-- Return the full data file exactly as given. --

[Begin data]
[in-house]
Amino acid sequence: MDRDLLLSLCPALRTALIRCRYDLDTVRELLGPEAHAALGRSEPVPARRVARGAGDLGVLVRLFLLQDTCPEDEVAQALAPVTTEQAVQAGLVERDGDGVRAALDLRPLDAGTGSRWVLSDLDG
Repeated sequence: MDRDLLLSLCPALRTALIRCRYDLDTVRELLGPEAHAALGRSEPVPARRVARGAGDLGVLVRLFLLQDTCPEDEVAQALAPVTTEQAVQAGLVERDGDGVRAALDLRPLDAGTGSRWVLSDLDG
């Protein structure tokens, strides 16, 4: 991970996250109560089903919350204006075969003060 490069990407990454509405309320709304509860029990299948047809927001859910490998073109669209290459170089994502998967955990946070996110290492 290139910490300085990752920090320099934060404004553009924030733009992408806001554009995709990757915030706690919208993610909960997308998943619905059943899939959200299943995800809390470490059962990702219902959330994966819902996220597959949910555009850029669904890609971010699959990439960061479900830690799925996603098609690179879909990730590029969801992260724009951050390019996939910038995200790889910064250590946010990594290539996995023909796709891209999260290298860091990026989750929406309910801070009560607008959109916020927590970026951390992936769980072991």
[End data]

[in-house]
Amino acid sequence: MDRDLLLSLCPALRTALIRCRYDLDTVRELLGPEAHAALGRSEPVPARRVARGAGDLGVLVRLFLLQDTCPEDEVAQALAPVTTEQAVQAGLVERDGDGVRAALDLRPLDAGTGSRWVLSDLDG
Repeated sequence: MDRDLLLSLCPALRTALIRCRYDLDTVRELLGPEAHAALGRSEPVPARRVARGAGDLGVLVRLFLLQDTCPEDEVAQALAPVTTEQAVQAGLVERDGDGVRAALDLRPLDAGTGSRWVLSDLDG
């Protein structure tokens, strides 16, 4: 991970996250109560089903919350204006075969003060 490069990407990454509405309320709304509860029990299948047809927001859910490998073109669209290459170089994502998967955990946070996110290492 290139910490300085990752920090320099934060404004553009924030733009992408806001554009995709990757915030706690919208993610909960997308998943619905059943899939959200299943995800809390470490059962990702219902959330994966819902996220597959949910555009850029669904890609971010699959990439960061479900830690799925996603098609690179879909990730590029969801992260724009951050390019996939910038995200790889910064250590946010990594290539996995023909796709891209999260290298860091990026989750929406309910801070009560607008959109916020927590970026951390992936769980072991």